Fri 22 Aug, 2014 12:15 pm
Much of my English was learned with an American girlfriend I had as a teen. Her mother had this phrase about illnesses: "feed a cold and starve a fever", and I have always taken it as a form of American wisdom.
Now, my wife's English conversation teacher told her it is "feed a fever", which is to make it deeper, so that many of the toxines leave the body.
Which is the correct American saying? Or is it that they have one saying in New Yoek (my formwr girlfriend's mom) and another in California (the teacher).
This is question about the usage of English, not about medicine & heañth.
In Britain (where English comes from) people say "feed a cold, starve a fever" (since at least 1500).
Referring to the title, the saying is not merely an "American" saying, it is an English saying, that is, it is found all over the English speaking world, in which there are nearly as many English speakers outside the United States as in them.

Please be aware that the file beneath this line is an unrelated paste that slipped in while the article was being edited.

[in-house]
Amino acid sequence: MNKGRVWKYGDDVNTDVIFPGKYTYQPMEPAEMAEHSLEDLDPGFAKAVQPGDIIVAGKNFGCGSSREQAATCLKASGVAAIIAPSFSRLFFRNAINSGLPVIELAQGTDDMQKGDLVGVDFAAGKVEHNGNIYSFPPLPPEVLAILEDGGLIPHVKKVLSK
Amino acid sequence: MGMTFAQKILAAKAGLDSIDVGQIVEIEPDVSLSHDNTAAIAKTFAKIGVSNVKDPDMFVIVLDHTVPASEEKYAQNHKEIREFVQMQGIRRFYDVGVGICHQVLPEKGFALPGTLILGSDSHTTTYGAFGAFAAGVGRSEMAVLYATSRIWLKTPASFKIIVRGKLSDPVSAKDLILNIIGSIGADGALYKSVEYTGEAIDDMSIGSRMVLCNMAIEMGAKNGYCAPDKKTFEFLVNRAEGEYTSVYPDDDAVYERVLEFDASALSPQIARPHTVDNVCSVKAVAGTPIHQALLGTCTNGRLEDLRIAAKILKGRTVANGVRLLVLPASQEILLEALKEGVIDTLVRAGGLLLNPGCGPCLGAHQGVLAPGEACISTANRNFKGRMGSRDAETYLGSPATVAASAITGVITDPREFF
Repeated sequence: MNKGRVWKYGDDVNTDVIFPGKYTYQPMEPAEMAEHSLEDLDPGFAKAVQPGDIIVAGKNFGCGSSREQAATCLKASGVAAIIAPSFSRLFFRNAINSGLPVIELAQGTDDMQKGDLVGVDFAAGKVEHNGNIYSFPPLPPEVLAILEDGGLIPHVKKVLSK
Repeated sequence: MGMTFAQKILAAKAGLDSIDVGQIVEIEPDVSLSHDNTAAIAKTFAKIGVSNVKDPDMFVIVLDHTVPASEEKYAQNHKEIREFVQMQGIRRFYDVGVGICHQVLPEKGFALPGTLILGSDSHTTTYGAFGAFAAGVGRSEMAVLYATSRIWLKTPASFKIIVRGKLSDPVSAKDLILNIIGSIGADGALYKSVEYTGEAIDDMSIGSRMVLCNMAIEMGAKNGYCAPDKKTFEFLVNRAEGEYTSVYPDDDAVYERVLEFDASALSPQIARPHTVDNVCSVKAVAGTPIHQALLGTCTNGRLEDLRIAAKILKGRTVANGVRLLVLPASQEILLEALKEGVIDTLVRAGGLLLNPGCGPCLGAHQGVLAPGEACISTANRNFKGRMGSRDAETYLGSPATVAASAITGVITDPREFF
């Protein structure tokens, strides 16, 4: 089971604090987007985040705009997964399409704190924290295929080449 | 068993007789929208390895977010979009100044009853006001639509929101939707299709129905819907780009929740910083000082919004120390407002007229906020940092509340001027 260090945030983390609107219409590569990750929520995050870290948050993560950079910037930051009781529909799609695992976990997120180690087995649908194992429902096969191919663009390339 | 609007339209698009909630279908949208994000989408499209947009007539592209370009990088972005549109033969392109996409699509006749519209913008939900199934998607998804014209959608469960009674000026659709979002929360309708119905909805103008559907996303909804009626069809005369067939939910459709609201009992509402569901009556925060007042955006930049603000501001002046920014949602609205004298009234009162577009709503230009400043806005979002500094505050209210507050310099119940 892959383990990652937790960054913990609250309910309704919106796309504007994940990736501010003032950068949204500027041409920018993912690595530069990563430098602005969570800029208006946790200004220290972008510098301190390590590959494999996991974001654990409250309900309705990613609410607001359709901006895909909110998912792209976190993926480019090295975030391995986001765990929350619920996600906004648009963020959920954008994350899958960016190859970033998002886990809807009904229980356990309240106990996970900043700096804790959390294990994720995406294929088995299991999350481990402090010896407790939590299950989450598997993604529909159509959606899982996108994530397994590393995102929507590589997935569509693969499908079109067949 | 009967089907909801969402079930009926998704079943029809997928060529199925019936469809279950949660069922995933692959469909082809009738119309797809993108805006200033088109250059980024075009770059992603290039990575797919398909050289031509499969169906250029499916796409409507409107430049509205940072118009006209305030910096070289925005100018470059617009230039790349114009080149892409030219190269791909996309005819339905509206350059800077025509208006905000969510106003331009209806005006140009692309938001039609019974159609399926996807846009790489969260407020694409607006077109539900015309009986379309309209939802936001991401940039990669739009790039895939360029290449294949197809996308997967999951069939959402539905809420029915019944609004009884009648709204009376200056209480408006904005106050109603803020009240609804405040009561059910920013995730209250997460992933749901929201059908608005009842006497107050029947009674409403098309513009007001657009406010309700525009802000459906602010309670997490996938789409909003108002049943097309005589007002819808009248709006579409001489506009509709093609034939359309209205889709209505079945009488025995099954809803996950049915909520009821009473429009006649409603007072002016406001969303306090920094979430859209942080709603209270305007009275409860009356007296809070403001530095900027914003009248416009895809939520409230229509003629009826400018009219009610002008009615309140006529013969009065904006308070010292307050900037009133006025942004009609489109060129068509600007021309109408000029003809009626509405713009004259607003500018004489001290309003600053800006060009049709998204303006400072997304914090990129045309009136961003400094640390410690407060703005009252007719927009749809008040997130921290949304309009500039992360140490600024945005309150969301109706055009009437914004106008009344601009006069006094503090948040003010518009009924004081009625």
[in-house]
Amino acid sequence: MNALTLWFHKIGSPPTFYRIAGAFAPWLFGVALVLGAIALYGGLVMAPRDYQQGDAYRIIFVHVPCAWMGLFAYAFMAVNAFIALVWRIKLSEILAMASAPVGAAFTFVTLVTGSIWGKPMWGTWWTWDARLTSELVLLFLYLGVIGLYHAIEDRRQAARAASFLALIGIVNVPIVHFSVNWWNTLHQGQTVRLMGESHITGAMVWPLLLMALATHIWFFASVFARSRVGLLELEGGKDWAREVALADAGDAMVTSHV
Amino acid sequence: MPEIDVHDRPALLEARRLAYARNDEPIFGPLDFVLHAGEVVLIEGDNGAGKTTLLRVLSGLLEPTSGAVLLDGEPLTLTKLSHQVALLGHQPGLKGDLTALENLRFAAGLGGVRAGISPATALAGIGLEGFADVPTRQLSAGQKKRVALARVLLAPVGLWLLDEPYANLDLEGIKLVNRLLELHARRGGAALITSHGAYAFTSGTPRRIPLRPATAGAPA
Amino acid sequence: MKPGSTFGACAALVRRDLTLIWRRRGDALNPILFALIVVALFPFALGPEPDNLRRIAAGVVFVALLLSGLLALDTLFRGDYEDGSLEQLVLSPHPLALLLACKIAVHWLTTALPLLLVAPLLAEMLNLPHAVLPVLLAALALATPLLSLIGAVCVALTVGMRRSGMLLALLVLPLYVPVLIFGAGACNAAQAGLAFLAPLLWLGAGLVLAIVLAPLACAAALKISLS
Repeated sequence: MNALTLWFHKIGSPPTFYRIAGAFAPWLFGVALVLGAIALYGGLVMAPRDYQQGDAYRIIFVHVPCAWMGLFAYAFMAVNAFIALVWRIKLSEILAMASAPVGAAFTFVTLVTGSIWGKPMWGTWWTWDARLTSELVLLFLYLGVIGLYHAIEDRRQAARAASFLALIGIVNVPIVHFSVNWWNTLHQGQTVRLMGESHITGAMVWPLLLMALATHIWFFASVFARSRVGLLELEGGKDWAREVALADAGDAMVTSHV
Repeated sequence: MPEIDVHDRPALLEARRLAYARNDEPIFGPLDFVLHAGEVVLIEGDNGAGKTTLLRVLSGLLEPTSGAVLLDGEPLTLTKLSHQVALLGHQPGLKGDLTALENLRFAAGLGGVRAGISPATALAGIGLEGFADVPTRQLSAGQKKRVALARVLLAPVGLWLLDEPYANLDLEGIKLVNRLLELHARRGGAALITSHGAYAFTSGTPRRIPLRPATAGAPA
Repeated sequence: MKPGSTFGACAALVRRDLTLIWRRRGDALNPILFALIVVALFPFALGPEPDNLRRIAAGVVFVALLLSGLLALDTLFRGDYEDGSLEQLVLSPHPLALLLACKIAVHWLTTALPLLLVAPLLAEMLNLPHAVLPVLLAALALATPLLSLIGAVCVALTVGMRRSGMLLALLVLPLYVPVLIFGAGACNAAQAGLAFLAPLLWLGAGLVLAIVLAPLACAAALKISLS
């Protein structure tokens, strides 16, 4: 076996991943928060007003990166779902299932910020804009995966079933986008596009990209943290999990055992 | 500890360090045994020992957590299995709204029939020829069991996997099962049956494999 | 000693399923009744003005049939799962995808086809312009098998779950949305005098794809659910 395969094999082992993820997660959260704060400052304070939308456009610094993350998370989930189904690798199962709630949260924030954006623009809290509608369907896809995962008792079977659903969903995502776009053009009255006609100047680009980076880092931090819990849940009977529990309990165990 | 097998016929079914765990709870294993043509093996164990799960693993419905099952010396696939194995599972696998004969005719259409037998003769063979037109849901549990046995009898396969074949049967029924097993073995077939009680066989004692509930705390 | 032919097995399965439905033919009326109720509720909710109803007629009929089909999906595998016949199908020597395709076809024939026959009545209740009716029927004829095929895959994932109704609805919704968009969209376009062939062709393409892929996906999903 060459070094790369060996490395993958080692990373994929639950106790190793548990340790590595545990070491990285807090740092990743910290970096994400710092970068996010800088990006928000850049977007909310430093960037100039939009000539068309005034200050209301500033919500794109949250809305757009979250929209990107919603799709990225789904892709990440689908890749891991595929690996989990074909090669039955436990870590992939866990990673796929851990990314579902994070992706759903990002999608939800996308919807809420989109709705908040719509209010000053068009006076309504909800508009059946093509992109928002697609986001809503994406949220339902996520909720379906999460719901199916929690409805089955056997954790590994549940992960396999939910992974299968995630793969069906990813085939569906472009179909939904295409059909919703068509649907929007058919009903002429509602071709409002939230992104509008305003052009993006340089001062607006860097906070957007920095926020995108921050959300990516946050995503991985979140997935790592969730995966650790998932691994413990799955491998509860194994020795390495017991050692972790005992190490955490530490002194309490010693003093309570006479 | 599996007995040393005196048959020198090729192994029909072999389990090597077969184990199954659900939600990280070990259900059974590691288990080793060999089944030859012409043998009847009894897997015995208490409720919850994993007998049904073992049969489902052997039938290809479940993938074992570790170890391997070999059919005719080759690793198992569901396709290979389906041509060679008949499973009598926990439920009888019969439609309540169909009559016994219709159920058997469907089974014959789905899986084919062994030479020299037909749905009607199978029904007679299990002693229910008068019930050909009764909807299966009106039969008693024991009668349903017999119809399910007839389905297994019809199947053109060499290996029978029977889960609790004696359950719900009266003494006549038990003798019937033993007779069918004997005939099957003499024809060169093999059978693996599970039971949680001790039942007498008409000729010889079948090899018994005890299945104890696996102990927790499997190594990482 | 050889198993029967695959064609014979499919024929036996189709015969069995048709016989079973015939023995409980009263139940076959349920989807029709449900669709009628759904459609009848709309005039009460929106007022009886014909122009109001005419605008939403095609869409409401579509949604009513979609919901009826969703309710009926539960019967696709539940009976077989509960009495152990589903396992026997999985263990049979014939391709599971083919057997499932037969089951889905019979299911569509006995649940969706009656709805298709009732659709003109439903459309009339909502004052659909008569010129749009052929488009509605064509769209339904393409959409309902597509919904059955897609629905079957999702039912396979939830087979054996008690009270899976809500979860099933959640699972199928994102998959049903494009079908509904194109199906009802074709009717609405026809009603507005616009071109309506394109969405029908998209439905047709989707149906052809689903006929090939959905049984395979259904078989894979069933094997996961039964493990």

Now that you have your answer, I'll try to relate a comic strip from years ago.
The kid's hungry and the parents are arguing whether it's "starve a fever; feed a cold", or "starve a cold; feed a fever". By questioning the parents, kid determines that he does have a fever and does have a cold. Now, he points to his mouth and says "I'm hungry! Feed me".
Thank you, guys, for your fast and precise answers.
(And Contrex, I bow: it's old English wisdom, not American wisdom)
It's always nice to be on the winning side of a discussion with your spouse (and her teacher).
Feed a cold and also the mother.
Adds, I'm a californian, and so there.